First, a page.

The National Sorghum Producers Board of Directors has been working toward the creation of a nation-wide sorghum checkoff program for over two years.
“The first checked-off load represents a milestone for the sorghum industry,” said NSP President Dale Murden of Monte Alto, Texas. “This step will lead to more research on sorghum, better markets for sorghum, and eventually more acres for this crop.”
The checkoff rate for grain sorghum is 0.6 percent of value and is collected at the first point of sale. The checkoff rate for forage sorghum is 0.35 percent of value. In many states, a previously-existing state checkoff was suspended upon commencement of national checkoff assessments.
“We have watched the decline of sorghum acres and the sorghum industry for the last 28 years,” said Gerald Simonsen, farmer from Ruskin, Nebraska. “To the producers for whom sorghum is an important part of their operation, the national sorghum checkoff is without any doubt the most positive move we have seen in those 28 years.”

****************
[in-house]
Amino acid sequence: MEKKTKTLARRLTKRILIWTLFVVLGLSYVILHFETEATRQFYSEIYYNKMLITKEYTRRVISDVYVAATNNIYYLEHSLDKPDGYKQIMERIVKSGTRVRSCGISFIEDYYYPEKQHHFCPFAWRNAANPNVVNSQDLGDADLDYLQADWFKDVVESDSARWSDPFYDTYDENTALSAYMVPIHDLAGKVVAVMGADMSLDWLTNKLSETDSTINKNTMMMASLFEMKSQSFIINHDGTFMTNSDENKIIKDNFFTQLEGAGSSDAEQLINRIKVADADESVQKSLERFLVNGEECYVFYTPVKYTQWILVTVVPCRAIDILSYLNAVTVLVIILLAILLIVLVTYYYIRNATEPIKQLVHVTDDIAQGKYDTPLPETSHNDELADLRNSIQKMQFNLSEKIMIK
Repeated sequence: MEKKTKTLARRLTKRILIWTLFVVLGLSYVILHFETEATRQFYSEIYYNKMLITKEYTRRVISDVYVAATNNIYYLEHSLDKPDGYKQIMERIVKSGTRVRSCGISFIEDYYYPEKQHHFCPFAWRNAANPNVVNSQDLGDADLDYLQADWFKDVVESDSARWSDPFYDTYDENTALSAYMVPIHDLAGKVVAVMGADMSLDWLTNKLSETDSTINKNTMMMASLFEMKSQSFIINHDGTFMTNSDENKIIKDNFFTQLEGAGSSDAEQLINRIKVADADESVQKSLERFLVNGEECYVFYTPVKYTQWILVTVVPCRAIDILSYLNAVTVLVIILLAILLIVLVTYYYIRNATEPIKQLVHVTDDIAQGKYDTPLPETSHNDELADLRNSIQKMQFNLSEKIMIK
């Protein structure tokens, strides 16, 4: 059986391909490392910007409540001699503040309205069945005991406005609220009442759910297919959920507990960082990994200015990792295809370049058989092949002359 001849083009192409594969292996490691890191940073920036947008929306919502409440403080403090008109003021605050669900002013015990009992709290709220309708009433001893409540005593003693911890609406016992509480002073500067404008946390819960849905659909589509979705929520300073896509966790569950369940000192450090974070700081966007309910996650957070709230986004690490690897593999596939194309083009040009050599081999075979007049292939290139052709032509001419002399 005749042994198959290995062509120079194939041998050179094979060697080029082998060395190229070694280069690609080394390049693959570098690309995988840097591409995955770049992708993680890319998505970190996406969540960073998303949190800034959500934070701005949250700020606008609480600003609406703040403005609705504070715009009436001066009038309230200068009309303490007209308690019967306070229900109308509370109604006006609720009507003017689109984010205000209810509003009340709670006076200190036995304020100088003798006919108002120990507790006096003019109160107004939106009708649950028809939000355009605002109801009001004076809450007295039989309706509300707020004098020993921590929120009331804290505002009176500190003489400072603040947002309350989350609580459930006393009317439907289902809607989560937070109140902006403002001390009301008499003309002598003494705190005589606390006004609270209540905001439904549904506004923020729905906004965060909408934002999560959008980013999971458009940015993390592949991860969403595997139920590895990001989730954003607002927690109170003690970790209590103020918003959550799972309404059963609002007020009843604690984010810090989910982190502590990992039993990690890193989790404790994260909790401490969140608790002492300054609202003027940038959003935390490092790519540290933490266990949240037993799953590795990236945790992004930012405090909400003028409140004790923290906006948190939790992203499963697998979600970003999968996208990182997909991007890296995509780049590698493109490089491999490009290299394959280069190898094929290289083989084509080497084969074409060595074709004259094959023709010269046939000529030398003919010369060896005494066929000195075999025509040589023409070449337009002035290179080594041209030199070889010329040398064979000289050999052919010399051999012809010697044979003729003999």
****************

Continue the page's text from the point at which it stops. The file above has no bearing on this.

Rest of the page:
Sorghum, deemed the “water-sipping crop,” is especially adaptable in semi-arid climates and uses one-third less water than some of its counterpart grains. It is used for animal feeding, for high-output ethanol production, as a gluten-free alternative food, and has many niche markets such as birdseed and wallboard. Much of the U.S. sorghum crop is also exported to Mexico and Europe for animal feeding and ethanol production.
“We have watched as public and private funding for the industry has been cut,” said Simonsen. “To me, it is inspiring that producers have taken it upon themselves to invest in their own industry.”
NSP represents U.S. sorghum producers. The organization works to ensure the profitability of sorghum production coast to coast through education and legislative and regulatory representation. To learn more about NSP, visit www.sorghumgrowers.com.